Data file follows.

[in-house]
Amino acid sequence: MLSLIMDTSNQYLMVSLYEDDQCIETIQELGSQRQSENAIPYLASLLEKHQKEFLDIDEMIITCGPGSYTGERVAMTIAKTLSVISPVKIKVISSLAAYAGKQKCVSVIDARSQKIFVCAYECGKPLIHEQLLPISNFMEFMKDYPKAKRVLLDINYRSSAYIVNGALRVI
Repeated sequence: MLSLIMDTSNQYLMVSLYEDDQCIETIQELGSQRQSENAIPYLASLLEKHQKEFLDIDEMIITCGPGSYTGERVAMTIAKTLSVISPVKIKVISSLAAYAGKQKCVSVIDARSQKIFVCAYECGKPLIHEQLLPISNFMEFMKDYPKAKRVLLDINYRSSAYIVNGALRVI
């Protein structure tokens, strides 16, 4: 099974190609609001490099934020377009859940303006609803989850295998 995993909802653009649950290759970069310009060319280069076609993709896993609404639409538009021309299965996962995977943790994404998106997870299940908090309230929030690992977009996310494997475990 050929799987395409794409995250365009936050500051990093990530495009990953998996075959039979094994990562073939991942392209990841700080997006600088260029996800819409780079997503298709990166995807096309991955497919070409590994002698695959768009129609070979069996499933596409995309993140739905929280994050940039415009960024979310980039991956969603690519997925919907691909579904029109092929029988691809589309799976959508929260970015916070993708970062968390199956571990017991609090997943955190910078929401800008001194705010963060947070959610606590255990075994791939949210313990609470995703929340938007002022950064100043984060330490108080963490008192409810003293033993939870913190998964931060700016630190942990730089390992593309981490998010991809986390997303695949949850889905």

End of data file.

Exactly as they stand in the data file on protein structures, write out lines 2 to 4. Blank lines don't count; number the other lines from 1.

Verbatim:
Amino acid sequence: MLSLIMDTSNQYLMVSLYEDDQCIETIQELGSQRQSENAIPYLASLLEKHQKEFLDIDEMIITCGPGSYTGERVAMTIAKTLSVISPVKIKVISSLAAYAGKQKCVSVIDARSQKIFVCAYECGKPLIHEQLLPISNFMEFMKDYPKAKRVLLDINYRSSAYIVNGALRVI
Repeated sequence: MLSLIMDTSNQYLMVSLYEDDQCIETIQELGSQRQSENAIPYLASLLEKHQKEFLDIDEMIITCGPGSYTGERVAMTIAKTLSVISPVKIKVISSLAAYAGKQKCVSVIDARSQKIFVCAYECGKPLIHEQLLPISNFMEFMKDYPKAKRVLLDINYRSSAYIVNGALRVI
């Protein structure tokens, strides 16, 4: 099974190609609001490099934020377009859940303006609803989850295998 995993909802653009649950290759970069310009060319280069076609993709896993609404639409538009021309299965996962995977943790994404998106997870299940908090309230929030690992977009996310494997475990 050929799987395409794409995250365009936050500051990093990530495009990953998996075959039979094994990562073939991942392209990841700080997006600088260029996800819409780079997503298709990166995807096309991955497919070409590994002698695959768009129609070979069996499933596409995309993140739905929280994050940039415009960024979310980039991956969603690519997925919907691909579904029109092929029988691809589309799976959508929260970015916070993708970062968390199956571990017991609090997943955190910078929401800008001194705010963060947070959610606590255990075994791939949210313990609470995703929340938007002022950064100043984060330490108080963490008192409810003293033993939870913190998964931060700016630190942990730089390992593309981490998010991809986390997303695949949850889905």